Brush your teeth. Wash your face. Curl up in bed with a laptop or a book. Take about fifteen minutes perusing the pages of the book or file. Turn off the lights. Fall asleep. Sound familiar? For most people, this is a bedtime routine. It is something that they do night after night sometimes even without being aware of it. What most people, particularly those who do not have nighttime routines, is that those routines are important to sleep. They play a part in how long and how well each person sleeps.
Here is how getting a before bedtime routine will make you sleep better. Reading this may enlighten those without routines to cross over.
1. A bedtime routine improves your quality of sleep.
Good quality sleep does not only come from being warm or tired enough to fall asleep within minutes. It doesn’t come from having the most decorative or comfortable pillows or bedding. On the contrary, the most restorative sleep is a result of what you do just before you get into bed.
A bedtime routine is a form of relaxation just like meditation. When you go through a bedtime routine, you are performing unconscious tasks that take you away from the worries of the day. Going through a meaningful bedtime routine also prevents you from worrying about the next day because you prepare for it adequately, as studies have shown (Read more about this here). Before bedtime routines additionally involve a relaxing activity, such as reading a book, listening to soothing music or simply turning down the bedding. All these activities relieve your stress levels and improve your quality of sleep. You sleep deeper for longer and wake up feeling well-rested.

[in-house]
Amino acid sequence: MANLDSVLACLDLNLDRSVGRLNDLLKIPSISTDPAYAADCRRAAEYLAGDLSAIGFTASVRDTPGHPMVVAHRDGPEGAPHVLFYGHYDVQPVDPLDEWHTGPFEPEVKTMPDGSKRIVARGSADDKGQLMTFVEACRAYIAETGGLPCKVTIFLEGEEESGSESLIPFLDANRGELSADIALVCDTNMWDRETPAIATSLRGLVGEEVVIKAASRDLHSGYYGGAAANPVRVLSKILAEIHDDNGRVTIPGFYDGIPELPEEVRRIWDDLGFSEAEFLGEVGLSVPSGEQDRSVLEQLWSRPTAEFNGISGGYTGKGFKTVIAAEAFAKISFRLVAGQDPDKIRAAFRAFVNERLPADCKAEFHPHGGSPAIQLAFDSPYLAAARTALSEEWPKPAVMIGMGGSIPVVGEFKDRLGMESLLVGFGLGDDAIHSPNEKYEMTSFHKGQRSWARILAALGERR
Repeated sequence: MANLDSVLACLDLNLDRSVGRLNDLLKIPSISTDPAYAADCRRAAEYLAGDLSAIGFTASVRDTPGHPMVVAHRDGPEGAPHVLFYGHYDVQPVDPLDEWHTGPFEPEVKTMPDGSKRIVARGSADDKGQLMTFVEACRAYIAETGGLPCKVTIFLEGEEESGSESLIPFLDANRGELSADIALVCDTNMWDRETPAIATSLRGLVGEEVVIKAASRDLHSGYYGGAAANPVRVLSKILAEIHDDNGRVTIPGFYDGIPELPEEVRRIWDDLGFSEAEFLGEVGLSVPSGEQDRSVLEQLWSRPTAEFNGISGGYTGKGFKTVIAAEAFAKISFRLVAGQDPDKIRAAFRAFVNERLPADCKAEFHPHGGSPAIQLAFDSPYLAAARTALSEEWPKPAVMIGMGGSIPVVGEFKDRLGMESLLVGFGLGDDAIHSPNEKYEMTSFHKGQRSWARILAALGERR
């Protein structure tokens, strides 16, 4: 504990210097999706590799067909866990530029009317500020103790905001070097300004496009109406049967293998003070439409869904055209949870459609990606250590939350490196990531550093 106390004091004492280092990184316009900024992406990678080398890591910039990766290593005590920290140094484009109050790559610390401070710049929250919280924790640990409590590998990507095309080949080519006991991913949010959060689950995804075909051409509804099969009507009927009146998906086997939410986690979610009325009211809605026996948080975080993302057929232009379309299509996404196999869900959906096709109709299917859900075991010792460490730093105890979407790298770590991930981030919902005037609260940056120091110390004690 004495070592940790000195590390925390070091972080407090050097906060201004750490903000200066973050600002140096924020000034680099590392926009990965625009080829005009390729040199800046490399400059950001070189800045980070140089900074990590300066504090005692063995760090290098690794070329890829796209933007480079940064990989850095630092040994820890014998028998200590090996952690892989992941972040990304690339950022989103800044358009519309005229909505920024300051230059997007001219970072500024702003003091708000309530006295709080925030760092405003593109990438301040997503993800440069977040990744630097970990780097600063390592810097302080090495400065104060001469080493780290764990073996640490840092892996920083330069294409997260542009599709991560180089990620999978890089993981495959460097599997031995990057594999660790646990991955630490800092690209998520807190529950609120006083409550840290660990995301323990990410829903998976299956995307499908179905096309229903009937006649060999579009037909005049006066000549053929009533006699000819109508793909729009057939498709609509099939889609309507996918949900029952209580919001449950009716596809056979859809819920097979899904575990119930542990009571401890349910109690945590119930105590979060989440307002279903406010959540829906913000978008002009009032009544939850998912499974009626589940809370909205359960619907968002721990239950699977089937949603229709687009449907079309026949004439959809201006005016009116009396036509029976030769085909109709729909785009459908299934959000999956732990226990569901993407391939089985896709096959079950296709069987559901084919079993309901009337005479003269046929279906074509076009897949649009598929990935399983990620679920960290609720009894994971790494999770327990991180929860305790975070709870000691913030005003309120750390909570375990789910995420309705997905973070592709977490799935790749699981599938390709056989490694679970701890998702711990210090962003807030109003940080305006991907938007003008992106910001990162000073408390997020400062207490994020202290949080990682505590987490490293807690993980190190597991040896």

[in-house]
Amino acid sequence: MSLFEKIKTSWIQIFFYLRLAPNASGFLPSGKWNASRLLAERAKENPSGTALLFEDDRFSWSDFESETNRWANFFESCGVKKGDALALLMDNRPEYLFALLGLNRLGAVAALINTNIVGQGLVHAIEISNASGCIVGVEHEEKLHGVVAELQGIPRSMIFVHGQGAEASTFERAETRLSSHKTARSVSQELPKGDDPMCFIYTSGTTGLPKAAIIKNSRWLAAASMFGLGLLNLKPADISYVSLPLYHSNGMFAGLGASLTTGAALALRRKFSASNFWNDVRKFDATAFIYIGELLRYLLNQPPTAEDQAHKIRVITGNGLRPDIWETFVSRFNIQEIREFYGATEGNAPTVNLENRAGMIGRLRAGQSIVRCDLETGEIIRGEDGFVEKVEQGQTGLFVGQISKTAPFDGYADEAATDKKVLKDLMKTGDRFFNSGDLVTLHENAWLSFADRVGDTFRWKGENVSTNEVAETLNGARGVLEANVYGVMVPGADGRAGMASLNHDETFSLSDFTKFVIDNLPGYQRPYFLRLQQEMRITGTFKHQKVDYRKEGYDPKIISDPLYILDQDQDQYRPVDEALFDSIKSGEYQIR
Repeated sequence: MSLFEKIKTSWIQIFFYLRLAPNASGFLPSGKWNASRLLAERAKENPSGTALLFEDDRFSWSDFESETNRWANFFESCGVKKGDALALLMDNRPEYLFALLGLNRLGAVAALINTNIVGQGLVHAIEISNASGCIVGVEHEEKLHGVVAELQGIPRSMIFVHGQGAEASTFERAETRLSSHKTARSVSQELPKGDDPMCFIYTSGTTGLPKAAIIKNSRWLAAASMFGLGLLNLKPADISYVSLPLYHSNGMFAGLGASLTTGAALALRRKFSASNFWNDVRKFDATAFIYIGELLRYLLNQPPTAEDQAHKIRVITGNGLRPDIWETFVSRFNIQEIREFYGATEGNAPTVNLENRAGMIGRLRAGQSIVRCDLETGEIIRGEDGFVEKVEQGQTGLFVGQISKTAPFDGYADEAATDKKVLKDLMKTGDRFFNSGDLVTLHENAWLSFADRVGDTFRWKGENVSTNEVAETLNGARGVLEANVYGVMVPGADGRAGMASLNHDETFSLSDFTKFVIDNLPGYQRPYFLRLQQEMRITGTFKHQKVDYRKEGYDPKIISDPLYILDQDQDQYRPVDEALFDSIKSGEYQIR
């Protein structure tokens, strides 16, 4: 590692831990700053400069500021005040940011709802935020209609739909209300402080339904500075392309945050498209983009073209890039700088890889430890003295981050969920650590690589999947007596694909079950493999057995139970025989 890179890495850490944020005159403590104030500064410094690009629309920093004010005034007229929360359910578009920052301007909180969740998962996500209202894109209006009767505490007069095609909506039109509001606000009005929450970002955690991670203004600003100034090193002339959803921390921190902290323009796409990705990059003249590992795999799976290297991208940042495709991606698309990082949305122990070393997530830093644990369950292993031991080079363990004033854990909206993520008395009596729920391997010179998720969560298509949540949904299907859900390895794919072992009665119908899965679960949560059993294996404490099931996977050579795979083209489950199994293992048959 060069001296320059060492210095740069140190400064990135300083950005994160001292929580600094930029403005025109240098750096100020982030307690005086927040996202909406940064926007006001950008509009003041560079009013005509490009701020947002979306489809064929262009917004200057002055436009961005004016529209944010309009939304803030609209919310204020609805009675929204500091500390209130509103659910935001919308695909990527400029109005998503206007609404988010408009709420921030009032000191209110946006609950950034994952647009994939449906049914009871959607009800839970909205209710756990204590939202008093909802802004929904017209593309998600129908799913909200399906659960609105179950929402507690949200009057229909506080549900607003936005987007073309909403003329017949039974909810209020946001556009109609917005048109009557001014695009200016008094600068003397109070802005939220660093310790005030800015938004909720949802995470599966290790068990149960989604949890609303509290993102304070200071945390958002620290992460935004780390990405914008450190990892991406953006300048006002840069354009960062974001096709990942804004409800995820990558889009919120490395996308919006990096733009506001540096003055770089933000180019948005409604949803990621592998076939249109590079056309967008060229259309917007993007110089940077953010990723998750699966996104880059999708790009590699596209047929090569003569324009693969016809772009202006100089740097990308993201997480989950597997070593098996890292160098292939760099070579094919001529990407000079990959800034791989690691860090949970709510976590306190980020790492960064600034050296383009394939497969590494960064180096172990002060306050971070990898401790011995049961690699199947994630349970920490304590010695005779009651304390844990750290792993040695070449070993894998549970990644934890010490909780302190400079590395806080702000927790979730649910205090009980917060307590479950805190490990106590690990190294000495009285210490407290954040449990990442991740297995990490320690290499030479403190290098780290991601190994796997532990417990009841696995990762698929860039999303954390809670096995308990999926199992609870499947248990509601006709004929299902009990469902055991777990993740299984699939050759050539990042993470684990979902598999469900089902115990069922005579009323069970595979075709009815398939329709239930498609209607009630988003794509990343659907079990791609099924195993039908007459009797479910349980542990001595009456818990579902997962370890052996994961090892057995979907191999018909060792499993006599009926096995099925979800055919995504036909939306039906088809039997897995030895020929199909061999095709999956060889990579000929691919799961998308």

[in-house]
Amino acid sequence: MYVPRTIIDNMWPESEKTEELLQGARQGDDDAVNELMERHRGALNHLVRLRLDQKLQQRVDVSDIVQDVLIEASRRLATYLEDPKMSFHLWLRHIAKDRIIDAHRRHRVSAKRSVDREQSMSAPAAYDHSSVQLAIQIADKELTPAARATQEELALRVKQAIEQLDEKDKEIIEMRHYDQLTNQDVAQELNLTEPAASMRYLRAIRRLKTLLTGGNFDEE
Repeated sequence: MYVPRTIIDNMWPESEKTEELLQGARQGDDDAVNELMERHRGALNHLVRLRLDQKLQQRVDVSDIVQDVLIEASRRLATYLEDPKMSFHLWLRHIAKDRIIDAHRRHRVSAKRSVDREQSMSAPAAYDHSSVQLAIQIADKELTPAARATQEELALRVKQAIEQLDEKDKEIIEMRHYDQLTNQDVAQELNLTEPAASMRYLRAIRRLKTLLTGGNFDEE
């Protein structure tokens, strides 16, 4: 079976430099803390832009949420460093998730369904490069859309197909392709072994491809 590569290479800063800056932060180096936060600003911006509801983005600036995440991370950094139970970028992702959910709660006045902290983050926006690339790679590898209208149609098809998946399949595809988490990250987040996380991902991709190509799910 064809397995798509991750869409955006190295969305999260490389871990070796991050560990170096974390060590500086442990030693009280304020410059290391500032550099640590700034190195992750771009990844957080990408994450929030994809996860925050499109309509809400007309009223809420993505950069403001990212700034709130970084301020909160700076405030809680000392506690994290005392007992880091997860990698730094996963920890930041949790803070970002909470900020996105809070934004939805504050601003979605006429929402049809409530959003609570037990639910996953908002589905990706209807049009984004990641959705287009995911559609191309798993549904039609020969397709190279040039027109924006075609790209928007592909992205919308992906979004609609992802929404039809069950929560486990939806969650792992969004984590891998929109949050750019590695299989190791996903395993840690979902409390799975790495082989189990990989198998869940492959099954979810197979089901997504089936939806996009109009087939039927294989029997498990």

2. It is good for your circadian rhythm, mind, and body.
A bedtime routine signals bedtime and is essential to creating a routine whereby you sleep and wake up at similar times daily. As such, having a bedtime routine helps you maintain a proper circadian rhythm.
A well-functioning circadian rhythm is important in the overall functioning of the body. It determines whether you will wake up feeling groggy or energized in the morning. It influences how much you can remember over time. The circadian rhythm is the system that controls when you feel drowsy and when you are alert. When you have a routine, it helps regulate your circadian rhythm, you operate optimally. On the other hand, a malfunctioning circadian rhythm results in poor mental and physical performance as the Sleep Foundation once showed. (Read the full article here).
3. A bedtime routine helps you fall asleep naturally.
Once you establish a routine, your mind will be in tune with it. Reading, picking up a toothbrush, lying on a few good pillows or whatever else you incorporate into your routine will signal sleeping time. Your brain will start sending signals to your muscles which will in turn relax. You will start falling asleep with less fuss than before. Those who take medication to aid in sleep might even start taking smaller doses.